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Legislation, Regulations, & Guidance

Federal-aid Policy Guide: September 30, 1992, Transmittal 5

NS 23 CFR 650B



    1. Potential erosion, sedimentation and pollution problems should be considered in route selection.

      1. (1) Factors to be considered include soil erodibility, drainage patterns, geology, manmade features, landslide areas, stream crossings and encroachments, and the magnitude of cuts and ills. Attachment 1 contains a discussion of these factors.

      2. (2) Water quality standards and existing and potential uses of surface and ground water resources in the corridor should be considered in evaluating alternate locations.

    2. Federal, State, and local agencies having respon-sibility for surface and ground water resources, fish and wildlife, and soil conservation should be consulted for technical information, data, guidelines, standards and regulations.


    1. Effective measures for the removal of sediment from surface runoff are more difficult and expensive than measures for the reduction of erosion. Therefore, these measures should be included in plans, specifications, and estimates.

    2. Complete designs for erosion and sediment control and abatement of water pollution should be developed for highway construction projects, including the following:

      1. (1) Plan details for temporary and permanent erosion and sediment control measures.

      2. (2) Specifications for temporary and permanent erosion and sediment control measures with provisions provisions may be modified to meet individual State or project conditions.

    3. Separate pay items should be included in the contract provisions for temporary and permanent erosion and sediment control measures to the extent practicable.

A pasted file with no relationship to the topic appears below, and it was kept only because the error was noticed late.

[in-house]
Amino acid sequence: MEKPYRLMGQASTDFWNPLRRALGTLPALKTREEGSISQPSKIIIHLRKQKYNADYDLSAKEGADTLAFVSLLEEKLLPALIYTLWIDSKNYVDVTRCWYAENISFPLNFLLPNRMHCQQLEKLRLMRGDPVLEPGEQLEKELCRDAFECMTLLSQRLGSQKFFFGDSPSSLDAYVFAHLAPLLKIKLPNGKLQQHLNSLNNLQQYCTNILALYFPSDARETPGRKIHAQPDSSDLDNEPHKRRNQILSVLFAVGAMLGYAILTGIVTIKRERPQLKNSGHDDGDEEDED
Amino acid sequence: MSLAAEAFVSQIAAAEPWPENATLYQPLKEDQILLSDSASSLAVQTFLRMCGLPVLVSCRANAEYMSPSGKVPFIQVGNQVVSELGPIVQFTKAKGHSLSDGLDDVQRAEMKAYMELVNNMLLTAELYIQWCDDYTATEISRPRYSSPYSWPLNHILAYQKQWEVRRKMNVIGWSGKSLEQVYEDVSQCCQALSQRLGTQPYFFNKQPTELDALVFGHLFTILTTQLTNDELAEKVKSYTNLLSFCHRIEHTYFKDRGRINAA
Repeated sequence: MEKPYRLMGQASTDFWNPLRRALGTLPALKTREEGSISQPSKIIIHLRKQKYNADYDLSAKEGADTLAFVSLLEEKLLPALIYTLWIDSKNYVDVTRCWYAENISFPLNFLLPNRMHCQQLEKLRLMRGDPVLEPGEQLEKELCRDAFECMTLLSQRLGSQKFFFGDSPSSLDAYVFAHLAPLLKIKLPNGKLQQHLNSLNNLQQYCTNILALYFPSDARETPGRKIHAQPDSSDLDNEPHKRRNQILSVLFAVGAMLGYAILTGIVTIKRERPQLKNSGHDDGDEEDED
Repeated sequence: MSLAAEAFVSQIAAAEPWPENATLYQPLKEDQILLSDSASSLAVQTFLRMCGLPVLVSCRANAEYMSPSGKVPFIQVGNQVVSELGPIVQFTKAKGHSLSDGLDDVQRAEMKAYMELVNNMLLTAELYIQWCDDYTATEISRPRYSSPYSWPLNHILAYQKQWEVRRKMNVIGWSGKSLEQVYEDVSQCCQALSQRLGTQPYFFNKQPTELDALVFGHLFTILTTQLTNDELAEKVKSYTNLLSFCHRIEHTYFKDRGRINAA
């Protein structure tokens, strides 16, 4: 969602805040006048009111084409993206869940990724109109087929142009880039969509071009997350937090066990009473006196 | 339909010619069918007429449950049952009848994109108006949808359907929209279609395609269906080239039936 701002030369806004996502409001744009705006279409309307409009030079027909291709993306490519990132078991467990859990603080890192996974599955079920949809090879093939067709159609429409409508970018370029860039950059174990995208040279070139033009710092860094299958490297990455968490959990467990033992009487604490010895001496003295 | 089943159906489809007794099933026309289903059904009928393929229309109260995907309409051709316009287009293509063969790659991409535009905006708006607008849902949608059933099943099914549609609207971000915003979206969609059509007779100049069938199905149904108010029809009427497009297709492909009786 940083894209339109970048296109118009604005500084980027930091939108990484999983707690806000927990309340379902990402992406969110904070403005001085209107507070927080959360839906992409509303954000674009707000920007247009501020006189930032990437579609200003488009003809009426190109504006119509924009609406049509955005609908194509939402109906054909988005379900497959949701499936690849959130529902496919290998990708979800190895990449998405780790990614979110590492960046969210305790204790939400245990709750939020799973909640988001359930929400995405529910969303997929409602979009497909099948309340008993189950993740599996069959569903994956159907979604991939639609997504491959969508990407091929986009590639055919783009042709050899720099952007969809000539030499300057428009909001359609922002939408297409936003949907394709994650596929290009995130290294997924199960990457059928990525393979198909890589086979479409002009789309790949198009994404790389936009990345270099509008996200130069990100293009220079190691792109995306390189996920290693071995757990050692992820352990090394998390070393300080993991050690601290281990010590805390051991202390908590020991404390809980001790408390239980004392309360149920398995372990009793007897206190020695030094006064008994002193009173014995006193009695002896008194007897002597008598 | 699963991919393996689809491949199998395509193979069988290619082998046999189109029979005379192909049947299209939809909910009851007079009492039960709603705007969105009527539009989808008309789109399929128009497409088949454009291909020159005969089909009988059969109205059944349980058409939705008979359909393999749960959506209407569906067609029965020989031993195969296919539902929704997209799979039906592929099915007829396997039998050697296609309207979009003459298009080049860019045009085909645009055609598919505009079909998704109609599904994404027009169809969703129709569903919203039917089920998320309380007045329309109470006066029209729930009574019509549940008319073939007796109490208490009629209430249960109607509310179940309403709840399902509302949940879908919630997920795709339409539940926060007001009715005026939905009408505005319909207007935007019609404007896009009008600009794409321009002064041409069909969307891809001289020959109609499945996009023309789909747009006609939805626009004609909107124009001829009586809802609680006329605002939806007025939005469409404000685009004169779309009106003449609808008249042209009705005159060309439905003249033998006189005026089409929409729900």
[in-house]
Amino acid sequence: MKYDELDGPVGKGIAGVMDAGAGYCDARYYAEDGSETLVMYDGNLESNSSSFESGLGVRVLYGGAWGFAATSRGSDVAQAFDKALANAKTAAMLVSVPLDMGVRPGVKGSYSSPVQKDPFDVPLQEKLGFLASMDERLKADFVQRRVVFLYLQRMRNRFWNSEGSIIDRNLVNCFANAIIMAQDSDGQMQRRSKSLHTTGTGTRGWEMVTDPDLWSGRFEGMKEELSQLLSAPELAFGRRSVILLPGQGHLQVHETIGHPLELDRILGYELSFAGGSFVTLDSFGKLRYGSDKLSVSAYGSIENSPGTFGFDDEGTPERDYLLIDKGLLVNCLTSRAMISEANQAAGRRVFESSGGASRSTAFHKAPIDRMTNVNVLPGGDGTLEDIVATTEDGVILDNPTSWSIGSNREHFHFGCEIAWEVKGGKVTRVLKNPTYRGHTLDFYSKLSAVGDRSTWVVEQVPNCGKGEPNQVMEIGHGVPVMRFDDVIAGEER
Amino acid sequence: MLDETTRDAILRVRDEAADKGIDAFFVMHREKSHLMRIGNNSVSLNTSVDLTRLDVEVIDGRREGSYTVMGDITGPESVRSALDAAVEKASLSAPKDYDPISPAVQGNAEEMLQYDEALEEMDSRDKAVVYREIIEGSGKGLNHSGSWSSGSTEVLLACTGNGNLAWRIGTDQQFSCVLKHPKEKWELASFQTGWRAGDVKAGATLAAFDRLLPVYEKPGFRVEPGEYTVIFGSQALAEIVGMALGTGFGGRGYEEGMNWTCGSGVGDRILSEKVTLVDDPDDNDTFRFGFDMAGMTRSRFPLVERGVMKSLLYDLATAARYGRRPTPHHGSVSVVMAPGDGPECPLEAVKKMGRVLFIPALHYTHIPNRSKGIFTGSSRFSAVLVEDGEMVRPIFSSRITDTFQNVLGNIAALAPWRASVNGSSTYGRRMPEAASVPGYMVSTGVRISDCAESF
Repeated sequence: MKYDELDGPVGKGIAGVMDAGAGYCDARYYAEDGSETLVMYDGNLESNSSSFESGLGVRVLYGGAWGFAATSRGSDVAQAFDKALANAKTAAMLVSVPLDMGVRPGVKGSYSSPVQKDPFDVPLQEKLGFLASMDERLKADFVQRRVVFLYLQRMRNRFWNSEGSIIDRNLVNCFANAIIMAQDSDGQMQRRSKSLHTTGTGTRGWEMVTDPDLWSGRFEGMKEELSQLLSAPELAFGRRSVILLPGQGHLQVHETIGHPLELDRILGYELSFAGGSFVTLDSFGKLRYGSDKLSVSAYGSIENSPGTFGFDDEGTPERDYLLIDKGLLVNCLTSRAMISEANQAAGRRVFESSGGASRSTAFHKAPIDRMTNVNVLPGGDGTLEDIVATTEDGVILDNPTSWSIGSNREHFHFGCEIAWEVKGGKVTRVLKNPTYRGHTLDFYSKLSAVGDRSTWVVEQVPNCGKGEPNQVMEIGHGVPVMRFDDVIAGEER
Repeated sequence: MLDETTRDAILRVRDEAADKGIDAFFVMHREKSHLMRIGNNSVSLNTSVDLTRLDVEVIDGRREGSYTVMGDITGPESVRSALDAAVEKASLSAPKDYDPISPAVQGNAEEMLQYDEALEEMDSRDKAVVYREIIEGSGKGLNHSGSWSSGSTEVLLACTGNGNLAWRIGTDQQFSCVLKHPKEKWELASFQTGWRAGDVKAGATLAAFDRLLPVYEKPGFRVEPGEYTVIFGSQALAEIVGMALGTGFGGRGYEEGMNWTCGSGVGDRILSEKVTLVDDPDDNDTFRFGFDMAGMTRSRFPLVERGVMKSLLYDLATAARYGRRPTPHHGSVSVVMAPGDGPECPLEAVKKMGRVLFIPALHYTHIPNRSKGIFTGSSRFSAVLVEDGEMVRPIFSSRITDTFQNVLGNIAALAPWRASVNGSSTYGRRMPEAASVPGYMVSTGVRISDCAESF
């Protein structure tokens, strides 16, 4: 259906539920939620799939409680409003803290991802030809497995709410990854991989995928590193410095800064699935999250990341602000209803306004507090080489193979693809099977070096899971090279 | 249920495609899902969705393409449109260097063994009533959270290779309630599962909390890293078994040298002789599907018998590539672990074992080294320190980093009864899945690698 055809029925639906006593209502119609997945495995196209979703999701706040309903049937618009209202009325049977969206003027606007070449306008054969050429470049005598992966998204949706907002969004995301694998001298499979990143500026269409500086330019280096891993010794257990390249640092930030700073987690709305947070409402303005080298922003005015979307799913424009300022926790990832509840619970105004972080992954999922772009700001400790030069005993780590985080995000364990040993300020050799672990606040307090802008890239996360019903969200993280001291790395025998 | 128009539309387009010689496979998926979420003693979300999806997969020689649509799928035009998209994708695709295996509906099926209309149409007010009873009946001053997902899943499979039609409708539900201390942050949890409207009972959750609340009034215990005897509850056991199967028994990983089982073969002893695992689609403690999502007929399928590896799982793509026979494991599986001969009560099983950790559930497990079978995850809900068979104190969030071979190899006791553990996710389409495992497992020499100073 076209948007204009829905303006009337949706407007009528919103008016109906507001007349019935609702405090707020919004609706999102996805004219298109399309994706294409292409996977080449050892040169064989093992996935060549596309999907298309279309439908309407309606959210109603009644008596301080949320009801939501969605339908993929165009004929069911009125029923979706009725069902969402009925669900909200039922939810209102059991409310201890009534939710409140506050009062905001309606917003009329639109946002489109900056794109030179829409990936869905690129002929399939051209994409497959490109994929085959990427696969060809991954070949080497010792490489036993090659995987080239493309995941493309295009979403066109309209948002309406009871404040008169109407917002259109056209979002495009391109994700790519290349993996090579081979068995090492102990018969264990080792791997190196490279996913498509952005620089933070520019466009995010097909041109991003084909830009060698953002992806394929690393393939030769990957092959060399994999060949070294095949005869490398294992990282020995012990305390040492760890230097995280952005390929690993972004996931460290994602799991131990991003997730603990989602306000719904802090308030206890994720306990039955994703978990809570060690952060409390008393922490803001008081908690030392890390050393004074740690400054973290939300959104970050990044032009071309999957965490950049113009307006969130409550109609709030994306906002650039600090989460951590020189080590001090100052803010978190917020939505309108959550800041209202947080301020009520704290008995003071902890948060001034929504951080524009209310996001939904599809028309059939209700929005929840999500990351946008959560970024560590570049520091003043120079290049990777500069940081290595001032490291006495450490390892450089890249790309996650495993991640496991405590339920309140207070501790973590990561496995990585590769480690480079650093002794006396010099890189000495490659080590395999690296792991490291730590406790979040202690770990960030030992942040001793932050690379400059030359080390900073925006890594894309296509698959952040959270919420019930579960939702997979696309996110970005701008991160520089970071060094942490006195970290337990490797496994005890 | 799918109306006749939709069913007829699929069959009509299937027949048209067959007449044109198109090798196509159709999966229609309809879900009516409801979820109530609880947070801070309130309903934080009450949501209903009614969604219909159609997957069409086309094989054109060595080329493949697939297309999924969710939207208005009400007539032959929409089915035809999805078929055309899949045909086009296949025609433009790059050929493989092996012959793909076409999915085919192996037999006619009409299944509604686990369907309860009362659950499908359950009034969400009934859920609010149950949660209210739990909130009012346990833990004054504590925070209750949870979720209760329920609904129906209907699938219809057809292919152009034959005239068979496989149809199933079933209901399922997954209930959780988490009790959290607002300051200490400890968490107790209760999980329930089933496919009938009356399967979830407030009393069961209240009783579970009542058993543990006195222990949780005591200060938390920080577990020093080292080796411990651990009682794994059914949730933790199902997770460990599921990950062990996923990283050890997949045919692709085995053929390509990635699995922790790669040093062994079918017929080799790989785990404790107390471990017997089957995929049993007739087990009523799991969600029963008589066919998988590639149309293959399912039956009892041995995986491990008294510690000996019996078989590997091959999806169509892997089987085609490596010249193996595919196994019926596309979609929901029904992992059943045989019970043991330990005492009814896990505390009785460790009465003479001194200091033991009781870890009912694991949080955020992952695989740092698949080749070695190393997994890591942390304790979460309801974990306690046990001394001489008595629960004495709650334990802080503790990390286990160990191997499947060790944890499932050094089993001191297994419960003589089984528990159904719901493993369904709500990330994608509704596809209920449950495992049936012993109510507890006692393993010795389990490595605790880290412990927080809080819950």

4. Provisions for early acceptance of completed portions of erosion and sediment control items should be included in contracts to relieve the contractor of responsibility for damages to completed work from causes beyond his control.

  3. CONSTRUCTION (23 CFR 650.209)

    1. One of the first construction activities should be the placement of permanent and temporary erosion and sediment control measures around the perimeter of the project or the initial work area to protect the project, adjacent properties and water resources.

    2. Exposed soil surface area limitations set forth in the contract documents may be adjusted by the contracting agency on the basis of contract progress considerations and other factors such as climatic conditions, soil characteristics and conditions, topography, and project size.

    3. Construction materials such as falsework, piling, dikes, or other obstructions in watercourses should be removed as soon as practicable after completion of the operation.

    4. Construction operations in rivers, streams, lakes, or other bodies of water should be restricted to:

      1. (1) areas where channel changes are shown on the plans,

      2. (2) areas which must be entered to construct structures or erosion and sediment control measures, and

      3. (3) areas where waters must be forded occasionally during construction, as approved by the contracting agency. Frequent fording should not be permitted; temporary bridges or other structure should be constructed where frequent crossings are necessary.

    5. The use of chemicals such as soil stabilizers, dust palliatives, sterilants, growth inhibitors, fertilizers, and deicing salts during highway con struction and operation should be limited to the best estimate of optimum application rates. All feasible measures should be taken to avoid excess applicationand consequent intrusion of such chemicals into surface runoff.

Updated: 12/3/2012
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